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Autobiography of Us

3.07  ·  Rating Details  ·  1,934 Ratings  ·  276 Reviews
A gripping debut novel about friendship, loss and love; a confession of what passed between two women who met as girls in 1960s Pasadena, California

Coming of age in the patrician neighborhood of Pasadena, California during the 1960s, Rebecca Madden and her beautiful, reckless friend Alex dream of lives beyond their mothers' narrow expectations. Their struggle to define the
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Hardcover, 304 pages
Published February 5th 2013 by Henry Holt and Co.
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48th out of 52 books — 3 voters
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Books set in Pasadena, CA
1st out of 4 books — 2 voters


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Community Reviews

(showing 1-30 of 3,000)
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Sarah Bigelow
This book is marketed as a novel about friends, and while a somewhat miss-matched friendship provides an umbrella context for the plot, it's not really about friendship. This is a novel about mothers and their children, or more specifically, mothers and their daughters. However, Aria Beth Sloss doesn't really seem to know that. In fact, Aria Beth Sloss doesn't seem to really know what she's writing about at all.

Because is Autobiography of Us really about friendship or motherhood at all? Or is t
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(Lonestarlibrarian) Keddy Ann Outlaw
This is one of the most depressing books I ever read. Teenaged Alex Carrington, a luminous beauty and talented aspring actress, picks rather mousy, shy Rebecca Madden as a best friend when she first bursts onto their L.A. high school scene in 1958. From then on, Rebecca is forever in Alex's thrall. Masochistic is the only word I could think of for this relationship, for rarely could I see what drew Rebecca to Alex. Rebecca's mother is a frustrated, nervous woman, trying to live out her life thro ...more
Book Concierge
Rebecca Madden and Alexandra Carrington meet in homeroom their freshman year of high school. Beautiful and vivacious Alex had just moved to Pasadena from Texas. Shy and studious Becky was as surprised as anyone when Alex asked to sit with her at lunch, but from the moment they met they were best friends. We found each other like two animals recognizing a similar species: noses raised, sniffing, alert.

The novel is told by an older Rebecca, relating her youth to her daughter. It’s a coming-of-age
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Diane S ☔
Jul 08, 2013 Diane S ☔ rated it really liked it
When I first started reading this, I could immediately tell it was well written but I also thought this was going to be another novel about female friendship. I was partly right but I also became totally meshed in the story of these two friends who met when they were fourteen but were so totally addicted. Take also the time period, the fifties and the sixties with everything happening in the world, the massive societal shifts, the riots after the death of Martin Luther King, the expectations imp ...more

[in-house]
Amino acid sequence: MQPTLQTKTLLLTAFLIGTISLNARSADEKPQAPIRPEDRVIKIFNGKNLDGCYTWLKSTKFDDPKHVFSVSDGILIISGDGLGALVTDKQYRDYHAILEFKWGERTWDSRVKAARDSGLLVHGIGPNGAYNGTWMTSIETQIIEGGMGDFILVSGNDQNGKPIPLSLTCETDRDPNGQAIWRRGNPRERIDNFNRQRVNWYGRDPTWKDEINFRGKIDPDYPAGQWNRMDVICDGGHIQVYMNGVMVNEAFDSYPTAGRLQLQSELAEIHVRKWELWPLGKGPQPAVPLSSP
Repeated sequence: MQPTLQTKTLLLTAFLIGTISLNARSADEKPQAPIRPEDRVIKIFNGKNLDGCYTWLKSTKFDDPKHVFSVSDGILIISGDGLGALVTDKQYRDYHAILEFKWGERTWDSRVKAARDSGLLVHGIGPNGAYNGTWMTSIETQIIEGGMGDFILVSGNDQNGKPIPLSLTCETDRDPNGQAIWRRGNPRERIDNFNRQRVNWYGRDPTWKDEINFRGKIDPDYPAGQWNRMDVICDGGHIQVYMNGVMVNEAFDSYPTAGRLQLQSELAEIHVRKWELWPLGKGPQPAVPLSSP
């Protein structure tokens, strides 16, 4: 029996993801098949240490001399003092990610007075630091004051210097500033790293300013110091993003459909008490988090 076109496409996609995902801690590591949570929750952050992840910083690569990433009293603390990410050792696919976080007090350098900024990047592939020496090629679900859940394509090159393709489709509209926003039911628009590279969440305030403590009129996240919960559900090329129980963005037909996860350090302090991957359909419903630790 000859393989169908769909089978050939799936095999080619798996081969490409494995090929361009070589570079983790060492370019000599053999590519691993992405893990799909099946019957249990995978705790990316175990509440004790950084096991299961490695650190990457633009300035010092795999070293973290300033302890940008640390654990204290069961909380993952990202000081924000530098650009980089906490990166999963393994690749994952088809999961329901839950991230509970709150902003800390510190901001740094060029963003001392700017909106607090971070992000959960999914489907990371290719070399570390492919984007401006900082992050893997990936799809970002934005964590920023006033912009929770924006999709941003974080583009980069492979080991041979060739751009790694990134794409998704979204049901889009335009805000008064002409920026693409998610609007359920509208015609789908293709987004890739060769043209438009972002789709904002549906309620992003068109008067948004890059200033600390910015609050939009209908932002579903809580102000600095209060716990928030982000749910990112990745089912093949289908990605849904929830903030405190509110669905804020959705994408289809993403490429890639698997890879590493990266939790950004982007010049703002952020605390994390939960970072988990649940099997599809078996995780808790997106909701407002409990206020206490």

Michelle
Oh how I loved this book. I absolutely gobbled it up, lived inside it. I don’t think it’s for everyone. I can’t even explain who wouldn’t like it; I can only see why others might not. This explores, in great depths, so many relationships. Friends (through different stages: childhood, college, motherhood), parent-child, husband-wife. And oh my gosh, how often do you read about a solid and strong father-daughter relationship? Almost never. Rebecca’s relationship with her father, and the ups and do ...more
Cait
Mar 24, 2013 Cait rated it it was ok
This review has been hidden because it contains spoilers. To view it, click here.
Sharon
Apr 29, 2013 Sharon rated it did not like it
This review has been hidden because it contains spoilers. To view it, click here.
Daniel
Jan 09, 2013 Daniel rated it it was amazing
What an incredible debut novel!

I was lucky enough to receive an advance copy of "Autobiography of Us" through a Goodreads giveaway. When I say "lucky", that is not an exaggeration. I feel privileged to have read this book! The moment I turned the last page, just a few minutes ago, I wanted to flip back tot he beginning and start it all over again.

It's often said that the key to a good novel is character, that the reader should be able to identify and empathize with the denizens of the written wo
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Heather Platisha
Apr 08, 2013 Heather Platisha rated it liked it
Another first time novelist added to the list.

I am a sucker for stories about best friends, friendships lost as well as California in the 50s and 60s, so I had a lot of hope for this book. Similar to other reviewers I was left wanting to understand more about our main characters, Rebecca and Alex. Funny, Sloss wrote these girls similar to the main characters in Beaches, which I would have been okay with if I was able to get to know them better. Another thing I couldn't quite get a hold on was t
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Karen
Mar 03, 2013 Karen rated it it was ok
What a great premise for a book - what a great twist! But over and over this book does not deliver. I finished it wondering if I'd read it too quickly and missed important things, but a scan back indicated that no, I'd caught it all. It was the author who'd neglected to tell us important things, to flesh out the backstory, the whys, the motivations. There was so much going on in this book - tension between the women, tension between the women and their mothers, tension due to the Vietnam War, te ...more
Oceana
Feb 13, 2013 Oceana rated it did not like it
Shelves: not-recommended